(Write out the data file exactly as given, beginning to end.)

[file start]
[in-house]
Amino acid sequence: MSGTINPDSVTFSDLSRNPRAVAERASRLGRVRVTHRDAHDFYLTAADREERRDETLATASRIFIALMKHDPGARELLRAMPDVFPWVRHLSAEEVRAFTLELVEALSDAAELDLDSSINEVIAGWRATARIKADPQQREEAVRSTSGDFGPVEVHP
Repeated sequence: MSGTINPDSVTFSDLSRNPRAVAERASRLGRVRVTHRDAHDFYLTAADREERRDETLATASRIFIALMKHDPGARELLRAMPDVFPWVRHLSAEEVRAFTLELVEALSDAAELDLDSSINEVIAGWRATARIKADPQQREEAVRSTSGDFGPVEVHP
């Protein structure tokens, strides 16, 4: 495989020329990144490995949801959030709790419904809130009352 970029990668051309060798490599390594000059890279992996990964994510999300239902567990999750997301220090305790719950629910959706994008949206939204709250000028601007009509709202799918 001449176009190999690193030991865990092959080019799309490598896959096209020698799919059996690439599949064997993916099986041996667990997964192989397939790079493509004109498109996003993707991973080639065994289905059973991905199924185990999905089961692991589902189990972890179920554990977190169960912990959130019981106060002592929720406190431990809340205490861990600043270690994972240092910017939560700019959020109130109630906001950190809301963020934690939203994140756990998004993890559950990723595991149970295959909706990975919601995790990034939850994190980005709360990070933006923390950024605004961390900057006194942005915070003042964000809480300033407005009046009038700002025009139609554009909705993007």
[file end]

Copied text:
[in-house]
Amino acid sequence: MSGTINPDSVTFSDLSRNPRAVAERASRLGRVRVTHRDAHDFYLTAADREERRDETLATASRIFIALMKHDPGARELLRAMPDVFPWVRHLSAEEVRAFTLELVEALSDAAELDLDSSINEVIAGWRATARIKADPQQREEAVRSTSGDFGPVEVHP
Repeated sequence: MSGTINPDSVTFSDLSRNPRAVAERASRLGRVRVTHRDAHDFYLTAADREERRDETLATASRIFIALMKHDPGARELLRAMPDVFPWVRHLSAEEVRAFTLELVEALSDAAELDLDSSINEVIAGWRATARIKADPQQREEAVRSTSGDFGPVEVHP
């Protein structure tokens, strides 16, 4: 495989020329990144490995949801959030709790419904809130009352 970029990668051309060798490599390594000059890279992996990964994510999300239902567990999750997301220090305790719950629910959706994008949206939204709250000028601007009509709202799918 001449176009190999690193030991865990092959080019799309490598896959096209020698799919059996690439599949064997993916099986041996667990997964192989397939790079493509004109498109996003993707991973080639065994289905059973991905199924185990999905089961692991589902189990972890179920554990977190169960912990959130019981106060002592929720406190431990809340205490861990600043270690994972240092910017939560700019959020109130109630906001950190809301963020934690939203994140756990998004993890559950990723595991149970295959909706990975919601995790990034939850994190980005709360990070933006923390950024605004961390900057006194942005915070003042964000809480300033407005009046009038700002025009139609554009909705993007």